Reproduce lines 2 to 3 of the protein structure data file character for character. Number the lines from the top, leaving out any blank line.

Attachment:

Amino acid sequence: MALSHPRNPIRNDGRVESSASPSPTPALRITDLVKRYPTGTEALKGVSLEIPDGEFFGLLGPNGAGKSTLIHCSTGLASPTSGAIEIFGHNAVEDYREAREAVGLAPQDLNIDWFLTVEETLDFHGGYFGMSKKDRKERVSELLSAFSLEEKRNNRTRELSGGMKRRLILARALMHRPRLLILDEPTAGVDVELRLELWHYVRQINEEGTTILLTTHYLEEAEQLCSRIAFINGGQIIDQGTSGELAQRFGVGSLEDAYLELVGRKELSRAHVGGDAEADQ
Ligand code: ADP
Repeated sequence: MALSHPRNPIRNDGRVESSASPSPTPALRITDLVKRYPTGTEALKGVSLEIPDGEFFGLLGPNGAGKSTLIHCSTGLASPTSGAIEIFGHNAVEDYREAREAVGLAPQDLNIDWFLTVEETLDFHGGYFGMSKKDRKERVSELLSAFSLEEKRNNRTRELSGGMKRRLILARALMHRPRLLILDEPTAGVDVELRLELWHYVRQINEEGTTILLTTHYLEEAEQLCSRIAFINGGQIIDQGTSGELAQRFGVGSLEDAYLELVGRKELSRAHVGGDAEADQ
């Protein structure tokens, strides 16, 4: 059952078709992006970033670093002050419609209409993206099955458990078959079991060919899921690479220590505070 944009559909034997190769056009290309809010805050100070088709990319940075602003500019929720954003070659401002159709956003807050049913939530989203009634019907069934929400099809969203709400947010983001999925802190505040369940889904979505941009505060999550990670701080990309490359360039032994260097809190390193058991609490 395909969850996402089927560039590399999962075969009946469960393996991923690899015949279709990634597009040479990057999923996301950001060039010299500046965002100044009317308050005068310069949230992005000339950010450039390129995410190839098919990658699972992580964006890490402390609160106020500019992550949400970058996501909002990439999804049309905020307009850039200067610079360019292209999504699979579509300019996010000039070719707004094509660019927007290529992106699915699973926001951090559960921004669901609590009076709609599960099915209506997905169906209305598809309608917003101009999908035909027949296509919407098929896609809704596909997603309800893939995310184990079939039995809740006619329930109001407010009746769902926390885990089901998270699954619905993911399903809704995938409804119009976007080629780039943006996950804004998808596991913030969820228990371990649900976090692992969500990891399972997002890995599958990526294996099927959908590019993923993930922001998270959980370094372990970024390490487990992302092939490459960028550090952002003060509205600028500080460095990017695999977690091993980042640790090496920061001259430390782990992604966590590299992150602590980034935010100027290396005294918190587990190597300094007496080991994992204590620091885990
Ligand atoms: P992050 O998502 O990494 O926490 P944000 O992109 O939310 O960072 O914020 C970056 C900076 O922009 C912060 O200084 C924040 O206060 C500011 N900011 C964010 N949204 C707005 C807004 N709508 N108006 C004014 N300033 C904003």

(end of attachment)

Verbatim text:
Ligand code: ADP
Repeated sequence: MALSHPRNPIRNDGRVESSASPSPTPALRITDLVKRYPTGTEALKGVSLEIPDGEFFGLLGPNGAGKSTLIHCSTGLASPTSGAIEIFGHNAVEDYREAREAVGLAPQDLNIDWFLTVEETLDFHGGYFGMSKKDRKERVSELLSAFSLEEKRNNRTRELSGGMKRRLILARALMHRPRLLILDEPTAGVDVELRLELWHYVRQINEEGTTILLTTHYLEEAEQLCSRIAFINGGQIIDQGTSGELAQRFGVGSLEDAYLELVGRKELSRAHVGGDAEADQ